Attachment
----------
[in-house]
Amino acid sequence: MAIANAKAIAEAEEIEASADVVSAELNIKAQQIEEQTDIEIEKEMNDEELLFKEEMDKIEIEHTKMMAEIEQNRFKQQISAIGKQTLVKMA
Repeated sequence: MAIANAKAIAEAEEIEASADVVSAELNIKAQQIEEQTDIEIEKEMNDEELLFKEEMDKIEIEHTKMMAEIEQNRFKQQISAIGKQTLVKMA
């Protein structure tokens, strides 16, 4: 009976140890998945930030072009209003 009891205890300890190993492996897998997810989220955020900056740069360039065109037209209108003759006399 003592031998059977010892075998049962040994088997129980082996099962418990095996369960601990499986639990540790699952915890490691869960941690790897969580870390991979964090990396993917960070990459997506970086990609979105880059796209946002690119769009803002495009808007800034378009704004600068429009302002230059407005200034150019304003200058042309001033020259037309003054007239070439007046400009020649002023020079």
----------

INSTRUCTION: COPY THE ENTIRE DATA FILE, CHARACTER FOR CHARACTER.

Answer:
[in-house]
Amino acid sequence: MAIANAKAIAEAEEIEASADVVSAELNIKAQQIEEQTDIEIEKEMNDEELLFKEEMDKIEIEHTKMMAEIEQNRFKQQISAIGKQTLVKMA
Repeated sequence: MAIANAKAIAEAEEIEASADVVSAELNIKAQQIEEQTDIEIEKEMNDEELLFKEEMDKIEIEHTKMMAEIEQNRFKQQISAIGKQTLVKMA
């Protein structure tokens, strides 16, 4: 009976140890998945930030072009209003 009891205890300890190993492996897998997810989220955020900056740069360039065109037209209108003759006399 003592031998059977010892075998049962040994088997129980082996099962418990095996369960601990499986639990540790699952915890490691869960941690790897969580870390991979964090990396993917960070990459997506970086990609979105880059796209946002690119769009803002495009808007800034378009704004600068429009302002230059407005200034150019304003200058042309001033020259037309003054007239070439007046400009020649002023020079």